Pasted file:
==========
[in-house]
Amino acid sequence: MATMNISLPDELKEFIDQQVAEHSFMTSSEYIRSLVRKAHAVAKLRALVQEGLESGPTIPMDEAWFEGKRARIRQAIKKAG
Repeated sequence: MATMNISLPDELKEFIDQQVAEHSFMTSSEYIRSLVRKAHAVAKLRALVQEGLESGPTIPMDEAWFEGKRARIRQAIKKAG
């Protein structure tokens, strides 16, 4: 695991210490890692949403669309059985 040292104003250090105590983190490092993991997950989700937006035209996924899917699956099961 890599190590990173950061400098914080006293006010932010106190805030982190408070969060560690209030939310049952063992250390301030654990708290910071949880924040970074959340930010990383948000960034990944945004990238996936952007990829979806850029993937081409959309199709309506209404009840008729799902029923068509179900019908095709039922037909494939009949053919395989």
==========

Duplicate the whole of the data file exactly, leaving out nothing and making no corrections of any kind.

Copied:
[in-house]
Amino acid sequence: MATMNISLPDELKEFIDQQVAEHSFMTSSEYIRSLVRKAHAVAKLRALVQEGLESGPTIPMDEAWFEGKRARIRQAIKKAG
Repeated sequence: MATMNISLPDELKEFIDQQVAEHSFMTSSEYIRSLVRKAHAVAKLRALVQEGLESGPTIPMDEAWFEGKRARIRQAIKKAG
């Protein structure tokens, strides 16, 4: 695991210490890692949403669309059985 040292104003250090105590983190490092993991997950989700937006035209996924899917699956099961 890599190590990173950061400098914080006293006010932010106190805030982190408070969060560690209030939310049952063992250390301030654990708290910071949880924040970074959340930010990383948000960034990944945004990238996936952007990829979806850029993937081409959309199709309506209404009840008729799902029923068509179900019908095709039922037909494939009949053919395989």